Testimony on AAC Licensing for Professional Counselors – SB 133

Testimony on AAC Licensing for Professional Counselors – SB 133

 February 24, 2016

 Submitted By: Stephen A. Karp, LMSW


On behalf of the National Association of Social Workers, CT Chapter that represents nearly 3000 members statewide we offer the following comments on AAC Licensing for Professional Counselors.

Raised bill 133 offers the public increased consumer protection and assurances of qualifications of those individual practitioners who practice as a licensed professional counselor. Current statute does not have a provision for a newly degreed mental health professional counselor to be licensed, thus the public is not adequately protected in the event of a non-licensed professional counselor violating standards of practice. This bill rectifies that problem by requiring all professional mental health counselors to be licensed, and ties such licensing into nationally recognized accrediting bodies.

In 2010 the legislature passed licensure for new master degree social workers (MSWs) who practice clinical social work. In 2014 the Licensed Master Social Worker (LMSW) program was initiated. Our experience with the LMSW has been most positive both in terms of public protection and assuring that all MSWs practicing clinical social work have passed a nationally recognized examination. Raised bill 133 will have similar positive effect for mental health professional counselors.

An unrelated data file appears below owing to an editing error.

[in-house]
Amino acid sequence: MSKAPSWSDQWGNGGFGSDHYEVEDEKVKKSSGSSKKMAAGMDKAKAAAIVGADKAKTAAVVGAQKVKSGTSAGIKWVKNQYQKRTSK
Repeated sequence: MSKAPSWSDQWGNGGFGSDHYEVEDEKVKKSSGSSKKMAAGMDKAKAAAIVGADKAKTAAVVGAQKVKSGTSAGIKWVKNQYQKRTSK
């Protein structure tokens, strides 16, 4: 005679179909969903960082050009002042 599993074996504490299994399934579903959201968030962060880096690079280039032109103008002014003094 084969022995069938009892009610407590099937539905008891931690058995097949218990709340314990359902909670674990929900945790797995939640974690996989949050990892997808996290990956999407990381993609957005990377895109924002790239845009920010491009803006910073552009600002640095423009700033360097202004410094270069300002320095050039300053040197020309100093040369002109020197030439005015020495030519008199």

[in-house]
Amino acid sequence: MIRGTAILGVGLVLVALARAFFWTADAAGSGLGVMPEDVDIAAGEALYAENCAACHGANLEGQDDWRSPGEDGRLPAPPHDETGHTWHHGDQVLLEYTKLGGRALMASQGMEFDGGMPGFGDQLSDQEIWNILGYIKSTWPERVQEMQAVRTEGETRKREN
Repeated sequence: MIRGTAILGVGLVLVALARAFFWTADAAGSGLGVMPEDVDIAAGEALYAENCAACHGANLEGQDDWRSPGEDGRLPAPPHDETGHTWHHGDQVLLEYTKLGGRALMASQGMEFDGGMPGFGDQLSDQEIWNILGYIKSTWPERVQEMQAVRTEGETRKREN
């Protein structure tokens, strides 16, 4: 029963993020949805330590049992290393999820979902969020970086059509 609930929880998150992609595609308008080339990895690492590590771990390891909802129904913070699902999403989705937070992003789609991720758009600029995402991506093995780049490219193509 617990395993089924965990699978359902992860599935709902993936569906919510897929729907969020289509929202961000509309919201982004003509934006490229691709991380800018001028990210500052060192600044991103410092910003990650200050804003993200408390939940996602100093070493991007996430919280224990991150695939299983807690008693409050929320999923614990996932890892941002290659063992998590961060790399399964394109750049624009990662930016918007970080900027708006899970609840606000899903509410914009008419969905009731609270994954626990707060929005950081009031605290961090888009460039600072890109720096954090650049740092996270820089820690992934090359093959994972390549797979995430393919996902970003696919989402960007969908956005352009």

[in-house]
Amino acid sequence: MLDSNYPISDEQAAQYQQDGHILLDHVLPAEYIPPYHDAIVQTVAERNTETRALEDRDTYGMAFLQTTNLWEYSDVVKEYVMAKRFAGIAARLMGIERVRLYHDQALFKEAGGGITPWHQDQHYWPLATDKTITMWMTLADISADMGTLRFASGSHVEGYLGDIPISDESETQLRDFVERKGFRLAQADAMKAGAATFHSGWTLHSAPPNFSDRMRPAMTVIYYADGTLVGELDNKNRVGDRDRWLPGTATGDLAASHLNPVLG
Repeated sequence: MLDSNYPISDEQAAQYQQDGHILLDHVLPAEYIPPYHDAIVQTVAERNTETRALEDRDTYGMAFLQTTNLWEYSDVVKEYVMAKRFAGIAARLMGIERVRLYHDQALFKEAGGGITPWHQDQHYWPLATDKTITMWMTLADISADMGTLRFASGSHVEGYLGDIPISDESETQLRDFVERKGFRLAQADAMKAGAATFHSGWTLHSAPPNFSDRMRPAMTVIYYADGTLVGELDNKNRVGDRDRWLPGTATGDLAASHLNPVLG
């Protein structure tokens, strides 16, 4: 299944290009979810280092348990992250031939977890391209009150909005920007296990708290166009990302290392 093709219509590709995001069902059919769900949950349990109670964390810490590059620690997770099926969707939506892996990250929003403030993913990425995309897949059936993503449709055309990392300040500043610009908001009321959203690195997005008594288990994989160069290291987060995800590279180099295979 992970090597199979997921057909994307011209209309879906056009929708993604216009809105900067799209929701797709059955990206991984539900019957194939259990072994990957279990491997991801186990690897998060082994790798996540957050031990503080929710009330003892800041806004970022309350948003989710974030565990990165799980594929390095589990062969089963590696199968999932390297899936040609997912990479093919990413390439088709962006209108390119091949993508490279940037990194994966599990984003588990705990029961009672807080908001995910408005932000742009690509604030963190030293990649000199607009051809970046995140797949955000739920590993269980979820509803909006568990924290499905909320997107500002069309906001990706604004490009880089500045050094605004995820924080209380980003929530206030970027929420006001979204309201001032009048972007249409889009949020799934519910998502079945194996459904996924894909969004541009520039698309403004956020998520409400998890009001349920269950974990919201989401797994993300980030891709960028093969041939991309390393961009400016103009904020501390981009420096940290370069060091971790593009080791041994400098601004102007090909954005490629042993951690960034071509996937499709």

There are two sections of 133 that NASW/CT does not support; sections 14 and 15 as drafted in the original version of 133. Section 14 would amend the Master Social Worker license to allow a Master Professional Counselor to supervise a LMSW. Section 15 amends the LMSW statute to allow a Master Professional Counselor to provide diagnostic consultation for LMSWs. As an initial license level the Master Professional Counselor is not qualified to provide either supervision or diagnosis consultation to another clinician. Furthermore, we cannot have another profession defining LMSW supervision just as we would not define such supervision for another profession. NASW/CT has been informed by the advocates of 133 that “or a master professional counselor” will be removed from sections 14 and 15. If this is the case we support bill 133. If the language is not deleted we have no choice but to oppose this bill.

NASW/CT supports licensure for all practitioners who are practicing clinical behavioral health. Consumers are only fully protected and qualification of practitioners only best assured through licensure. Connecticut lags behind many states in licensing programs, which makes for weak governance over professional practice. The Public Health Committee’s continued strengthening of appropriate licensure requirements is a positive step forward.

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